Evil Inc. is one of those strips that I always wanted to get into. A ridiculously long Google Reader’s worth of webcomics always drove me away from it’s daunting archives and rich, deep cast of characters. When March’s Webcomics Weekend provided me with not only the chance to jump on board the good ship Evil but also to meet The Nicest Guy In Webcomics in person, I dove head first at both opportunities. That, plus Steve, a long-time Guigar supporter, noted that if I didn’t meet the man himself, I would be missing out on meeting a true webcomic luminary. Good call, Steve.
It broke my heart a little to get home and find that Evil Inc. Annual Report: Volume 1 had suffered some damage to its cover, but luckily the stories and artist’s sketch on the inside cover had survived intact. Having finally observed for myself the warmth and silliness that is Brad Guigar, I was ready to begin my journey into the world of Evil Inc. And, just as I assumed, this creation of pithy puns and average superheroes in a modern workplace turned out to be right up my alley.
Calling ALL Superheroes (and Their Respective Nemeses)
Opening to the first page of Vol. 1, I was immediately introduced to the main cast of characters: Evil Atom, Lightning Lady, Miss Match, Dr. Haynus, Dr. Muskiday, and Captain Heroic. Not included in this list are the multitude of other characters who are introduced throughout the course of the book. True, these other players are minor in their roles but it’s the diverse pool of characters that Guigar has to pull from that make this superhero effort really soar. And by the end of the first volume, nearly everyone is connected in some way or another and the smattering of odd superheroes and supervillains feels more like a well-oiled machine that is working towards telling some great stories.
All characters have different interactions that make watching them bounce off one another that much more fun. None of these are more fun than watching Evil Atom torture the dog-transplanted evil genius, Dr. Haynus.
It’s also interesting to see how the heroes and villains swap places, trading in archetypes and cliched character moments for role reversals like bad guys languishing in debt due to owning too many foreclosed secret lairs and good guys that try so hard, it just comes off as desperate and showy. Indeed, by the time Captain Heroic is introduced, I found myself naturally just booing him fromÂ strip to strip, maybe because all I’d seen up to that point was villainy of all shapes and sizes, or possibly he’s just well-written in his cockiness. Either way, down with the superheroes! The villains get their spotlight in Evil Inc. and it’s about dang time!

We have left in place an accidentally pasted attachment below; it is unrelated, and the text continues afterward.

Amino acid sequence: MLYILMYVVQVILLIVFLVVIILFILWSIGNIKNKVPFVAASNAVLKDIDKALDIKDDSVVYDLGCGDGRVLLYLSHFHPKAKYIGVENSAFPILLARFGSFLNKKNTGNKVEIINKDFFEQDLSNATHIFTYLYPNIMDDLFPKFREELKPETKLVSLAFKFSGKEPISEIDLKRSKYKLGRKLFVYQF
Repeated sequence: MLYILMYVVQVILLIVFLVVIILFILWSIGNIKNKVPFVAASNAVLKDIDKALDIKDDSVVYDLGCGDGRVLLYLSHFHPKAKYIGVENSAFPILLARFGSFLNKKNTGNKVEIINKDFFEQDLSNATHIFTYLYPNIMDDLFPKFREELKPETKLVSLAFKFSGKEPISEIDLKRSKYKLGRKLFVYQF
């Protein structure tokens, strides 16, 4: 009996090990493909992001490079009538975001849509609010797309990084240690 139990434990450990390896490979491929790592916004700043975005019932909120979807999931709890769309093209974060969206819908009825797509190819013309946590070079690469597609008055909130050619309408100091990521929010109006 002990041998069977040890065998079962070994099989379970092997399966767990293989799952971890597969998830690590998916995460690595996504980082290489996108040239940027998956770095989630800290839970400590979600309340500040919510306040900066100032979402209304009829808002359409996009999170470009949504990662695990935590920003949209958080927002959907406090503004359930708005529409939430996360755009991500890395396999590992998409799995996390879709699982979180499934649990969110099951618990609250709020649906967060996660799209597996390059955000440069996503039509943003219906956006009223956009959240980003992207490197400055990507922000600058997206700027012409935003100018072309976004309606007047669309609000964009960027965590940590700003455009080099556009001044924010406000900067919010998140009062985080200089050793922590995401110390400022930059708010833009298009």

Let me subdue you and THEN I’ll tell you of my plans for your demise
A massive cast of idiots, malcontents, and do-way-too-gooders is nothing without some solid, original stories to put them in precarious and hilarious situations, and in this respect, Guigar delivers nearly every time. From the never-there-but-then-totally-there love affair between Miss Match and the office sleaze to the aggressive takeover that Captain Heroic and the League of Justice attempt of Evil Inc. itself, there’s always some twist waiting in the wings to keep all the characters on their toes (not sure how that works when you can fly, but there it is).
With the takeover itself, easily the most major story in these two collections, the opportunity presents itself to finally bring the previously two disparate elements, namely the forces of good and evil, together in a way that still allows for minimal kicking of butts and optimized potential for comedic moments. After all, what’s better than a company run by and catering to supervillains than a chance to have that same company bailed out by the same men and women they have dedicated their lives to destroying?
Getting To The Point
Evil Inc. is told as a comic strip, meaning each strip ends with either a cliffhanger or a punchline. Many creators, especially those who present their work on the web, believe that giving the audience something special in each update is tantamount to delivering a satisfying experience. Even when the strip is updating on a daily basis, it is still important to offer up either a significant character moment or a jaw-dropping story break to bring the reader back for more with just as much enthusiasm as the previous update.
In this regard, Guigar does the method proud, following the traditional strip flow (introduce/reintroduce characters or situation, add something new, provide punchline/cliffhanger). As a matter or personal preference, fewer puns and plays-on-words would amount to a less hackneyed approach to the comedy, but this is simply a preferential critique. If puns and Vaudeville-esque jokes are your thing, this brand of comedy is right up your alley. Balancing things out, there are plenty of devious tricks and turns-of-phrase from both the heroes and villains alike that offer up the juiciest laughs (Evil Atom’s treatment of his overly chatty secretary being an early favorite, below).